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Mark O’Brien enjoyed a rare privilege for a pandemic-era director on Sunday night — being in a movie theater and seeing the opening titles of his debut feature, The Righteous, roll and hearing the sound of a live audience cheering and clapping after a late night showing at the Fantasia Film Festival in Montreal.
“I’m getting on a plane riding on a high. I feel different. I feel a bit surreal, not even over my movie coming out, but that I watched it in a theater,” O’Brien, a first-time feature director, told The Hollywood Reporter as he flew to Chicago on Monday to resume work as an actor in the Michael B. Jordan AMC drama series 61st Street.
With film festivals canceled or delayed during the last 18 months, O’Brien said he had doubted his slow-burn occult thriller, in which he also stars alongside Henry Czerny and Mimi Kuzyk, would ever reach a cinema screen, much less a live film festival audience. “This was literally the greatest professional and personal thrill of my entire life,” he added after Fantasia pulled off his Imperial Cinema premiere in Montreal.
A festival bow without a live audience just isn’t what an indie movie is supposed to be, O’Brien added after spending a year viewing The Righteous in part or entirely on his laptop computer or in the edit room, only to then finally see his film be supersized by Fantasia for its world premiere on Sunday. “This is a different film and the film I wanted to make and wasn’t completely conscious of. That’s why we make films, to share the experience. And that’s vital because the passion of filmmakers will dwindle without theaters,” he explained.
O’Brien wrote, directed and stars in The Righteous, the story of Frederic Mason, an ex-priest played by Czerny, who feels the wrath of a vengeful God after he and his wife and are visited by Aaron, a mysterious stranger (O’Brien), as they mourn the loss of their daughter. The black-and-white film, shot in O’Brien’s native Newfoundland, has striking imagery of light and darkness as The Righteous plays with notions of religious faith and grief and the need by Mason — who left the church to start a family — for redemption.
Even so, O’Brien is undecided whether he created a religious horror pic or just used religion as a narrative device to raise the dramatic stakes for his horror pic. Instead, as a genre-bending director, O’Brien like God wanted to work in mysterious ways for his Fantasia audience.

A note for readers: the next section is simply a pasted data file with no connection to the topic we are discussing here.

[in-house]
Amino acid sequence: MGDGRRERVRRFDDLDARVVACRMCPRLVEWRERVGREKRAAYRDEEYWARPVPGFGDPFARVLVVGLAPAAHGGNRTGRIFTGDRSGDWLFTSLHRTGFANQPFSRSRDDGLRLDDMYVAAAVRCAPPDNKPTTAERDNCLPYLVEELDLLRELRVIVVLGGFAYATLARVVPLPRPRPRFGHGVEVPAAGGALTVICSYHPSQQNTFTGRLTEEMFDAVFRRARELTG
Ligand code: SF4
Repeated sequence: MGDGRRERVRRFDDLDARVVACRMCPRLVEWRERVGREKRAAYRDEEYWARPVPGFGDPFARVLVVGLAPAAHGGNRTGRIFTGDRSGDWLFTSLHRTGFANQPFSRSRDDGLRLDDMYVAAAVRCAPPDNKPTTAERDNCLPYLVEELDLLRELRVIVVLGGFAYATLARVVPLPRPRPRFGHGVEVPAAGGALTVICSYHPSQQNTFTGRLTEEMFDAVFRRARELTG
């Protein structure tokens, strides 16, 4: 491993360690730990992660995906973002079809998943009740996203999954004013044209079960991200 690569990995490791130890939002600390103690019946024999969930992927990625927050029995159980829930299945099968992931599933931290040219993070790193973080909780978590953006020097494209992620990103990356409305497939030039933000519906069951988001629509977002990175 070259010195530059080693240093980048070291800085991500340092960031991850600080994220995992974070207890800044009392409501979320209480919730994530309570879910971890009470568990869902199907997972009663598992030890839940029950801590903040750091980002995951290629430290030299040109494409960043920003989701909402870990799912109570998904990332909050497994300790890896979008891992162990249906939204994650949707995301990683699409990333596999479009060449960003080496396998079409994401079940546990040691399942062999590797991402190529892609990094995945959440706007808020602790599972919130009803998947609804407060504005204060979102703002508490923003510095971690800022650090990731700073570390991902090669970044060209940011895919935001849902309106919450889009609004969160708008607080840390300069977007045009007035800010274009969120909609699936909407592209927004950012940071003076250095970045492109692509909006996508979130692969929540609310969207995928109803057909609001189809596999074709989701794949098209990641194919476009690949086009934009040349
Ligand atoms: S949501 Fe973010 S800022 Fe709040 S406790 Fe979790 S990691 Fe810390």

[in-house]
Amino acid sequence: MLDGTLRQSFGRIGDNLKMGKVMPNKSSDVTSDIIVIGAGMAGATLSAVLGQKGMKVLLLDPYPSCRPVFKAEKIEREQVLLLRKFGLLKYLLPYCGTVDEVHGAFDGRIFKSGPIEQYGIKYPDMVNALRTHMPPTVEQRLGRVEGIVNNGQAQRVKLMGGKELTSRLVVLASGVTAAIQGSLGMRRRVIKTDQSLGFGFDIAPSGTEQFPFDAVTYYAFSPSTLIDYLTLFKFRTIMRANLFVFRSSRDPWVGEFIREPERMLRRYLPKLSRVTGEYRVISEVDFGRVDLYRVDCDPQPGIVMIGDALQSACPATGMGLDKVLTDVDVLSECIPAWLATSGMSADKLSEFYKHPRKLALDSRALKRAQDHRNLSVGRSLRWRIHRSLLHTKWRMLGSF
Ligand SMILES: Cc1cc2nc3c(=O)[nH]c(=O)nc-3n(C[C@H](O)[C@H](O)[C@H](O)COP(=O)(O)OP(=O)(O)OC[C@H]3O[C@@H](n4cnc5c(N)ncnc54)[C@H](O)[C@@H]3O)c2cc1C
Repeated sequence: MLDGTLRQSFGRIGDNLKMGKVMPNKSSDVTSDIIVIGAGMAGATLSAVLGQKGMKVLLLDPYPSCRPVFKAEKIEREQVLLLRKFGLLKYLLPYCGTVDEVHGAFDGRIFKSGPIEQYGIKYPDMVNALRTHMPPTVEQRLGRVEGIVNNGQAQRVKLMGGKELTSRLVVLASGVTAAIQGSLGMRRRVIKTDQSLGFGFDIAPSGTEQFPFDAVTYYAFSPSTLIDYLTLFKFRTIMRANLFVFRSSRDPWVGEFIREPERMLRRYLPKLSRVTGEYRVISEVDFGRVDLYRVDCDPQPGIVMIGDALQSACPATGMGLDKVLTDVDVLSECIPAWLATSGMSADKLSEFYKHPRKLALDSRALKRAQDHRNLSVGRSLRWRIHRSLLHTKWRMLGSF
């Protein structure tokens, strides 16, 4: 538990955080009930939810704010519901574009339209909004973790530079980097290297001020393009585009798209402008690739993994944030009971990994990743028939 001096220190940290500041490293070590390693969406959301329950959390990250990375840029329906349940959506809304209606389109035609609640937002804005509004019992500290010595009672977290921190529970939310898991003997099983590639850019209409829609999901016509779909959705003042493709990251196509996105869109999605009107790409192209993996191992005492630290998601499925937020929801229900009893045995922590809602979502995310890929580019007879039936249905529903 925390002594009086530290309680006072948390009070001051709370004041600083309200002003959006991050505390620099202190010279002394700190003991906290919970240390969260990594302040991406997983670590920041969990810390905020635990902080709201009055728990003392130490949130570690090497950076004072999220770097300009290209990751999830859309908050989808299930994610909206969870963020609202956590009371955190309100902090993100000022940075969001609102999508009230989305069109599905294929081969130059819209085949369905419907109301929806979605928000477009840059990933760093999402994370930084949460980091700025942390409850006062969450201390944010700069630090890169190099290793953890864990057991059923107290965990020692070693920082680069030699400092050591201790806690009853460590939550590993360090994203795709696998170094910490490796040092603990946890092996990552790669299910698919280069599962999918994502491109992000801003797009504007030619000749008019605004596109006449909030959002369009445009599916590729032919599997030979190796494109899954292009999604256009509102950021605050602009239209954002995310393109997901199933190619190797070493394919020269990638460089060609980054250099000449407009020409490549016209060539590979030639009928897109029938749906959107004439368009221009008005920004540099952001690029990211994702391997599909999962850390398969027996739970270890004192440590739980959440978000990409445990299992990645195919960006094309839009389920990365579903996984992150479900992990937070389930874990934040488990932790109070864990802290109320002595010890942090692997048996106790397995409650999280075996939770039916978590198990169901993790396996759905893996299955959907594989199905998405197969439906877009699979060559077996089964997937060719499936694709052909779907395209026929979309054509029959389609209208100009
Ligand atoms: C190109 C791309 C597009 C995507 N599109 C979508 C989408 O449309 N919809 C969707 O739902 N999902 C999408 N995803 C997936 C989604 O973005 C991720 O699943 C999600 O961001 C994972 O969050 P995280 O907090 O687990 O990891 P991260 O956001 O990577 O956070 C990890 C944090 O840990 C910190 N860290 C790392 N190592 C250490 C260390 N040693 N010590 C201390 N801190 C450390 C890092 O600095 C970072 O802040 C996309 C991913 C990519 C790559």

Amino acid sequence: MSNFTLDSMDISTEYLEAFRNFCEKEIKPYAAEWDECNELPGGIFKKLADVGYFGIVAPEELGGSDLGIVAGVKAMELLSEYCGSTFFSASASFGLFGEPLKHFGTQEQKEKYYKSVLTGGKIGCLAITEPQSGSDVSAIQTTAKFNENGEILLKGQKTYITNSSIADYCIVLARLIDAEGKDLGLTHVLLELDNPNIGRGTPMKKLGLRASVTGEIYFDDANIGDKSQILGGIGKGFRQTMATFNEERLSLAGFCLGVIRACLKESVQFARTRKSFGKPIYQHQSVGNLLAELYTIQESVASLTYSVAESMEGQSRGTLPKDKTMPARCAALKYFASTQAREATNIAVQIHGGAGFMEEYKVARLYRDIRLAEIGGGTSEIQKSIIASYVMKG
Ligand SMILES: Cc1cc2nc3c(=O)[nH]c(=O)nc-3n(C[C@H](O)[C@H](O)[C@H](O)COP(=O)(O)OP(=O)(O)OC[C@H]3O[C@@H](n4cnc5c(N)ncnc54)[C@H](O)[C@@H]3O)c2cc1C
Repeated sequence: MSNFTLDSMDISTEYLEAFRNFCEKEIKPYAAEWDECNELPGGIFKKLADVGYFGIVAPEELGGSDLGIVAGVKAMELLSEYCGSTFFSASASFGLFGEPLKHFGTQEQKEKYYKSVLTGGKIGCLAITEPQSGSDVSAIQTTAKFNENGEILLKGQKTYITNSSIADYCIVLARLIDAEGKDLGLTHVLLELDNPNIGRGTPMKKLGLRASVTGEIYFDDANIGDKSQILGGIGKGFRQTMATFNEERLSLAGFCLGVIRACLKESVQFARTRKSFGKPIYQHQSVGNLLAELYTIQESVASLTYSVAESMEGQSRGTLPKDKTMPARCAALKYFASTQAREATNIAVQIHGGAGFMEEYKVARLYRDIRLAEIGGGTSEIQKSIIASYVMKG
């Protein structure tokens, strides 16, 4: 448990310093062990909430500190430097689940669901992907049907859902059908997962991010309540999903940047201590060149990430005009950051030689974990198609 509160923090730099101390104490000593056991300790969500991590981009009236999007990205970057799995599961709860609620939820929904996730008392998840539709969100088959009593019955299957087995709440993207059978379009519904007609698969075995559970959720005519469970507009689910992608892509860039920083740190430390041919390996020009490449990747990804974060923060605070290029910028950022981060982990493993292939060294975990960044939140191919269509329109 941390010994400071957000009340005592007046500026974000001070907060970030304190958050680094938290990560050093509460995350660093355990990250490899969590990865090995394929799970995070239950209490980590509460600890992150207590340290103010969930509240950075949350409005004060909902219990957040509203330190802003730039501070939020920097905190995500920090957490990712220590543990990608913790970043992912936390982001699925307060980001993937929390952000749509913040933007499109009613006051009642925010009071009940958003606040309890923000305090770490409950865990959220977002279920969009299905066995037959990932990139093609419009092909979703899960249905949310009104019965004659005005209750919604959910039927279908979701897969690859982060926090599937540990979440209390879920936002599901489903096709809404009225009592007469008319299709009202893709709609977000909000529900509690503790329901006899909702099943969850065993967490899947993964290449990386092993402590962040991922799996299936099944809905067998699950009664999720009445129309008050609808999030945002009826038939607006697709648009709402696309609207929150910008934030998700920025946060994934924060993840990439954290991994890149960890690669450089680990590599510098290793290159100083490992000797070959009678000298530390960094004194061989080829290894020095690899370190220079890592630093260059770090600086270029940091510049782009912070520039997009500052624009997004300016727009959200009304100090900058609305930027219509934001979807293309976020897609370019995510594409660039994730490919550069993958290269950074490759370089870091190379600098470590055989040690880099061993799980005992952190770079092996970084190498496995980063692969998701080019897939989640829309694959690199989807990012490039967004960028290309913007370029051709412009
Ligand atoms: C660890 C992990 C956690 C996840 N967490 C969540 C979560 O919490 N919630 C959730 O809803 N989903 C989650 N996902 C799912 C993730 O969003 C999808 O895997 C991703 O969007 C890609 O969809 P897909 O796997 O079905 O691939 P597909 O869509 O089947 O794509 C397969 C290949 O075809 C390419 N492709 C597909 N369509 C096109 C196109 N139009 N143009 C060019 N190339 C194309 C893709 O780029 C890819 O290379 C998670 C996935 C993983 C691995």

“If I pinned (the genre) myself when I was making the movie, then I would have given the audience an expectation of what’s going to happen. And the whole point of this movie is you don’t know what’s coming,” he insisted. “That’s why I took different turns with genre because I had to leave the audience wanting to lean in,” O’Brien added.
The debut feature is also a departure for an in-demand actor like O’Brien who, to helm The Righteous, had to juggle appearing on set in New Orleans as he played a police officer opposite Alicia Vikander and Justin Chon in Blue Bayou and fill the director’s chair on his $650,000 indie feature shot over 15 days.
“I had seven days of preparation, spread across two weeks because I was shooting a movie in New Orleans,” he recalled. Blue Bayou, a drama about America’s deeply flawed immigration system written and directed by and starring Chon, had its world premiere at Cannes and is set for a Sept. 17 release by Focus.
That balancing act for the Hollywood actor-turned-director is welcomed as a privilege for O’Brien, who admits to busily hammering out film scripts in his movie set trailer between star-turns in front of the camera. His expanding film and TV credits include Marriage Story, Arrival, Ready Or Not and Halt and Catch Fire, and he relishes the ability to keep communicating to audiences behind and in front of the camera.
“I know what it’s like to struggle as an actor and I know what it’s like to struggle as a filmmaker — I’m 37 and I’ve been trying to make a movie since I was 18 — so it’s a joy to be able to be able to struggle and to struggle,” O’Brien explained.
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